Africa

Demographic and social, ecological, energy, political, technological transitions… African countries face crucial challenges for their future. AFD has risen to these challenges. With a renewed strategy, our teams are stepping up the work which has been conducted for several decades for Africa’s development. The continent is and remains central to AFD’s action.
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Children, Madagascar
AFD and Africa: supporting the transitions throughout the continent
Children, Madagascar

Addressing the challenges of employment and youth

professional training center, Senegal, training, building

Addressing the challenges of employment and youth

Africa’s population is expected to double by 2050 to 2.5 billion inhabitants, i.e. a quarter of the world’s population. 

These strong demographic dynamics present a number of challenges and opportunities. The growth in the working age population can contribute to increasing productivity and promoting shared prosperity on the continent. However, to unleash this potential, the transformation needs to be supported. Particular attention must be paid to the problems faced by youth: employment, intergenerational inequalities, social integration.     

Supporting these developments will be a focus area for AFD’s operations in the coming years. Indeed, the subject has an impact on all public policies: needs for infrastructure and basic services, urban growth, the need to increase agricultural productivity to feed populations, etc.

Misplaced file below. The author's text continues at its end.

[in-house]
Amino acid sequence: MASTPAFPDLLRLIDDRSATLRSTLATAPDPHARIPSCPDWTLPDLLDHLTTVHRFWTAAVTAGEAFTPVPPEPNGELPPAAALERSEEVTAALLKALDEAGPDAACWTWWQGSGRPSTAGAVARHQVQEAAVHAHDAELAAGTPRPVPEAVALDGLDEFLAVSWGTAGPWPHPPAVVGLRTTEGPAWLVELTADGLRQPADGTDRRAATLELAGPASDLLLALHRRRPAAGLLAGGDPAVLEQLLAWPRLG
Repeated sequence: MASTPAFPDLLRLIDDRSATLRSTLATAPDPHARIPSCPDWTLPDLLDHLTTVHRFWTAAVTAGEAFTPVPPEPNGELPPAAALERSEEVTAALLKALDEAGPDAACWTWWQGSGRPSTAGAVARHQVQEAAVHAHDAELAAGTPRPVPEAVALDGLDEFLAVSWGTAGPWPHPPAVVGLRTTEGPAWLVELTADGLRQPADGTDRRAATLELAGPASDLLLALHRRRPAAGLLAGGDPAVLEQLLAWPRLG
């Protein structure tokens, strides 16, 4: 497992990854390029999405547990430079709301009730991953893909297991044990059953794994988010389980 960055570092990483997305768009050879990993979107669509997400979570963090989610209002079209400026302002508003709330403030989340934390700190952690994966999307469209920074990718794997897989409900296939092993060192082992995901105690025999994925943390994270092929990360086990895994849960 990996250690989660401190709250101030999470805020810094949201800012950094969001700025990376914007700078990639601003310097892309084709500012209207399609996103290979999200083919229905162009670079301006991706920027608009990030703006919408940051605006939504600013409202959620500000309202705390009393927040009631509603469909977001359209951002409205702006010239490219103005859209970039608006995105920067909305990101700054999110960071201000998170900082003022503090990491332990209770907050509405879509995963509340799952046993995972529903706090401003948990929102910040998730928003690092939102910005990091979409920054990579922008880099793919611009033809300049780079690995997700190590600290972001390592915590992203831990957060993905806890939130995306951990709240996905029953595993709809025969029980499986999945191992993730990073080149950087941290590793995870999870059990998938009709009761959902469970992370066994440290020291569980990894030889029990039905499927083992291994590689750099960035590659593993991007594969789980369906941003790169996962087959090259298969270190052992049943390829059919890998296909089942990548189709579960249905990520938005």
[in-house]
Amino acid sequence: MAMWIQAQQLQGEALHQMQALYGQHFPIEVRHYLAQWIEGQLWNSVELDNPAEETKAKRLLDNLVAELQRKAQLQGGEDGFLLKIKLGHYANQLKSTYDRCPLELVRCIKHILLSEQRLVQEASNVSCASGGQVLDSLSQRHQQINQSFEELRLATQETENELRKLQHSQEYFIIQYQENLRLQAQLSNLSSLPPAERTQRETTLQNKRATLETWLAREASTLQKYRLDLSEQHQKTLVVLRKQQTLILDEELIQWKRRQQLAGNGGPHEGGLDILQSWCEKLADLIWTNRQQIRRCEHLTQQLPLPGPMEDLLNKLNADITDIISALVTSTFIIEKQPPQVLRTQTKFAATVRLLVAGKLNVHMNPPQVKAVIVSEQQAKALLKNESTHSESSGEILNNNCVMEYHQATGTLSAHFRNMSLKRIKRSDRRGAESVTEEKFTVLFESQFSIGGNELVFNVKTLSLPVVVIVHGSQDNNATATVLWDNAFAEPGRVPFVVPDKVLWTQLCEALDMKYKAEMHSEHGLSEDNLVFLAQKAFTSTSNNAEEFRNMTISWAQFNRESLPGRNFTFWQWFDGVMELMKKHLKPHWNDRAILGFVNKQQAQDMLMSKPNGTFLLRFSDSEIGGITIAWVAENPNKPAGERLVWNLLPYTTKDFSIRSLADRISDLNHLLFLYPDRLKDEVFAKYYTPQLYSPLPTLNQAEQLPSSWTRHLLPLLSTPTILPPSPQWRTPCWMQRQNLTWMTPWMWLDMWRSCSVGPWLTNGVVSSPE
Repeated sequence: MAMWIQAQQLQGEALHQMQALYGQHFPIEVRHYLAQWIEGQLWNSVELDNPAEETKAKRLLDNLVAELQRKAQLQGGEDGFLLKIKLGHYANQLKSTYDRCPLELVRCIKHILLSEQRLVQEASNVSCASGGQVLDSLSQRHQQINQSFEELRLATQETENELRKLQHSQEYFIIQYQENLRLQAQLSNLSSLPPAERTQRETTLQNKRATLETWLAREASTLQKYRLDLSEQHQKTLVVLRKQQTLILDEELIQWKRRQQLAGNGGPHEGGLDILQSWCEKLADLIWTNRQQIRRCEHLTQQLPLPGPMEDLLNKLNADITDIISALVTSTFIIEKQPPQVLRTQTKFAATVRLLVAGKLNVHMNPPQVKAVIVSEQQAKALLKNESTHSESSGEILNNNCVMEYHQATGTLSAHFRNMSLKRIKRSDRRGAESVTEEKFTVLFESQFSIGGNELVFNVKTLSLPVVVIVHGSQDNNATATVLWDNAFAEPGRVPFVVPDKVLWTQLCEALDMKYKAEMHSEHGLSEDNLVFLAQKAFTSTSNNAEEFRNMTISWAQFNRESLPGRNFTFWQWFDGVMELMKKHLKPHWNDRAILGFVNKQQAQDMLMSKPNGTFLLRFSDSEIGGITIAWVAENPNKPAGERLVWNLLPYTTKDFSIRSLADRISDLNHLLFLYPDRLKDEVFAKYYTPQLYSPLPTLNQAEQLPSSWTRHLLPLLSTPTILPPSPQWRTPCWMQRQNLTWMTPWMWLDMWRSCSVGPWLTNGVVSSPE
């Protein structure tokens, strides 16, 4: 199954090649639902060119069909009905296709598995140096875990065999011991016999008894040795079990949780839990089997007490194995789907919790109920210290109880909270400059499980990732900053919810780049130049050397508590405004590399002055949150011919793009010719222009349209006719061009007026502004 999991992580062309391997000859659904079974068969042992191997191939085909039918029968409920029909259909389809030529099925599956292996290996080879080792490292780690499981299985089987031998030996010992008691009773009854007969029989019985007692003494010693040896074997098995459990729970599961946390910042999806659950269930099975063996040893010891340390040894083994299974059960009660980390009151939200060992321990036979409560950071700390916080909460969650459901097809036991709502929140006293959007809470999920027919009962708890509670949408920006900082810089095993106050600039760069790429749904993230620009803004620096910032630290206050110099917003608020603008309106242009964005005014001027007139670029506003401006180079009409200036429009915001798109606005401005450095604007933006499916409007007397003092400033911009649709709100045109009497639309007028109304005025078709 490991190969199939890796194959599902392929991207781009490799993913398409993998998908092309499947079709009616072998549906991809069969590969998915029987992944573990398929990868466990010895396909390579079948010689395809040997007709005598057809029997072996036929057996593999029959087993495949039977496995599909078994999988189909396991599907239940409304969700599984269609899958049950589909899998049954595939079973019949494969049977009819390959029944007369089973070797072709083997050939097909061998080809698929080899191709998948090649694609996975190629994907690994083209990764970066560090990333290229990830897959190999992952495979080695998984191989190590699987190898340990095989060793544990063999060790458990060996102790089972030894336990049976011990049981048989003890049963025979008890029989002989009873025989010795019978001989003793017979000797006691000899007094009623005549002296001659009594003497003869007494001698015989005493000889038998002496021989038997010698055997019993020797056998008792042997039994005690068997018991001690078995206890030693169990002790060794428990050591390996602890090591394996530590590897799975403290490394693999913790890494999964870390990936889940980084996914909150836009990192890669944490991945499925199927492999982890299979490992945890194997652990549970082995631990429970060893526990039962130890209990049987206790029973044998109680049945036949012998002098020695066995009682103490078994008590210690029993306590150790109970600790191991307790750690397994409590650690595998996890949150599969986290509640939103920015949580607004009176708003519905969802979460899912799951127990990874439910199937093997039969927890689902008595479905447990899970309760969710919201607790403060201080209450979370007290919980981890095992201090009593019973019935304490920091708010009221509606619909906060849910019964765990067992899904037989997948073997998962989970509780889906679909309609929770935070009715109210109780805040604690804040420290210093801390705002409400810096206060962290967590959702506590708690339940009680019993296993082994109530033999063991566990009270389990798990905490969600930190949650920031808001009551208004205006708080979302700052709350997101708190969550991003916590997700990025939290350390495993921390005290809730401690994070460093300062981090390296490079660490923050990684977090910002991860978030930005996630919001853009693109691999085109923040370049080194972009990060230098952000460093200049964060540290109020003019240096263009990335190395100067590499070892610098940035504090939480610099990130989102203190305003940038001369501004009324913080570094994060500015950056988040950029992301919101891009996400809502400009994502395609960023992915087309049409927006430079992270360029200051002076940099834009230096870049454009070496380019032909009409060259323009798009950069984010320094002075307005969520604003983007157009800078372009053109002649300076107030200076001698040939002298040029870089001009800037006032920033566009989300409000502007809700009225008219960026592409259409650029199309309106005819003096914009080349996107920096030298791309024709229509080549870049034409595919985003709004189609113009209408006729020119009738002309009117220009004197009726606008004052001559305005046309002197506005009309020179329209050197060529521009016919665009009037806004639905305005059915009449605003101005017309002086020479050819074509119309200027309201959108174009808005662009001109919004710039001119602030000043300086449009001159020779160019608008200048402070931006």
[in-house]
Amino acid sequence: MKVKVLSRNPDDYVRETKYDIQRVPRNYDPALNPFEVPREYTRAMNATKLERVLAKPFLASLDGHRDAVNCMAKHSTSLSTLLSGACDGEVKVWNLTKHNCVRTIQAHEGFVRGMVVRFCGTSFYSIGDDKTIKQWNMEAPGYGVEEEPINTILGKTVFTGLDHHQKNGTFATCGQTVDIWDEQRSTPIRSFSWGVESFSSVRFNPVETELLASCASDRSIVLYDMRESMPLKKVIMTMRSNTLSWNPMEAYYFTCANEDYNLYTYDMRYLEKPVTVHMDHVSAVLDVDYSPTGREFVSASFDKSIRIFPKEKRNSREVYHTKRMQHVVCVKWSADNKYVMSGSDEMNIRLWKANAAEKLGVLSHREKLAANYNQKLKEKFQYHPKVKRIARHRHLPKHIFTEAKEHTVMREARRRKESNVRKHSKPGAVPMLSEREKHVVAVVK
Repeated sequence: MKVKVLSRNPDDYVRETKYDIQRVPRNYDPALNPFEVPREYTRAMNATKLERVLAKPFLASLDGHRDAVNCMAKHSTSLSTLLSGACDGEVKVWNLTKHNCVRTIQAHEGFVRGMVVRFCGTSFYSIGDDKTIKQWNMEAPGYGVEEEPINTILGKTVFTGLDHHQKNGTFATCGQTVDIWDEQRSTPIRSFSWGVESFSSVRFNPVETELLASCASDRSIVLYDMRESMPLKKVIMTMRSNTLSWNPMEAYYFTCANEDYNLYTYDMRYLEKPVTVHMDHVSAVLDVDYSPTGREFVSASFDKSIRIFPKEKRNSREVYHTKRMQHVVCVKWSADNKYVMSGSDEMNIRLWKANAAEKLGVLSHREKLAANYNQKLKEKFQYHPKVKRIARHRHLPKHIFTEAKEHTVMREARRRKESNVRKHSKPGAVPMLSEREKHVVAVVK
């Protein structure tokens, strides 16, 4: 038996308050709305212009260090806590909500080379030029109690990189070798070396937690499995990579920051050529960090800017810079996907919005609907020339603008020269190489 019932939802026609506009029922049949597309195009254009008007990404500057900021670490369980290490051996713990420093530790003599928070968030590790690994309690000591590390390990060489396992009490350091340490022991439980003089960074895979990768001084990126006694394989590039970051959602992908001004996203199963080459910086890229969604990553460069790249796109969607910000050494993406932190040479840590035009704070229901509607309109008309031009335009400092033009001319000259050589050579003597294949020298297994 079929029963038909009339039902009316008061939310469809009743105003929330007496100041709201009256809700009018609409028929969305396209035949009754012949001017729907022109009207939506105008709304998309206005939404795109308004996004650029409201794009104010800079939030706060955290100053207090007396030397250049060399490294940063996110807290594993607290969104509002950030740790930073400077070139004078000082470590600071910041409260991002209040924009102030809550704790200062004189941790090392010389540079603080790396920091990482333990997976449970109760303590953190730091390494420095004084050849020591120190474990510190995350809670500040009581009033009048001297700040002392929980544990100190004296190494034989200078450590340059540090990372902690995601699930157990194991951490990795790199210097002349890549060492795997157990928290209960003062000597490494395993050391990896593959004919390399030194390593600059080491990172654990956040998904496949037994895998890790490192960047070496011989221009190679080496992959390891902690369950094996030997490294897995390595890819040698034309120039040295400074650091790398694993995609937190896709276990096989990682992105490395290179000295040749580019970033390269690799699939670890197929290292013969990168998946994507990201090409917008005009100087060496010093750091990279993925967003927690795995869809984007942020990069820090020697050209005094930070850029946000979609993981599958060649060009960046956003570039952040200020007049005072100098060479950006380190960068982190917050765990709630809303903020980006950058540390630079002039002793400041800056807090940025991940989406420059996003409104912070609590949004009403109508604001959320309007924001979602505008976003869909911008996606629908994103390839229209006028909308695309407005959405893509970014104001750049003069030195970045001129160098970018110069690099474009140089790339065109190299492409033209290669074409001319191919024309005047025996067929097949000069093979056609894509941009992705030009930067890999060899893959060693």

AFD’s aim is to facilitate the demographic transition through its financing. The objective is to strengthen everything that can promote social cohesion: sexual and reproductive health services, family, education, training policies, etc. Maintaining this demographic path at a sustainable level also requires increasing the productivity of African economies. This is the purpose of maintaining the priority given to the electricity, transport, water and agriculture sectors. 
 

Building sustainable territories and cities

Rice crops, cultivated lands, Madagascar

Building sustainable territories and cities

While Africa’s urban population is expected to increase from 41% to 63% by 2050, the bulk of the poor population will continue to live in rural areas. 

Rural development is more than ever a core issue for Africa. Rural areas will need to increase agricultural productivity and strengthen the resilience and sustainability of systems. At the same time, urbanization comes with an increase in urban poverty. Many rural workers who migrate to cities find themselves in “rurban” areas. These territories are ill-equipped (particularly in terms of housing and transport) and there is a lack of employment due to their low level of industrialization. 

In the coming years, AFD’s objective is to contribute to the changes in the development models of territories by promoting sustainable cities and directly supporting local authorities. We will also be investing in rural areas and ecosystems to strengthen their resilience and reduce territorial and ecological imbalances. 

Our support for the financial governance of local authorities will strengthen the impact of the initiatives implemented. The preservation of global Commons (biodiversity, water, minerals/natural resources, etc.) will also be a major part of our action.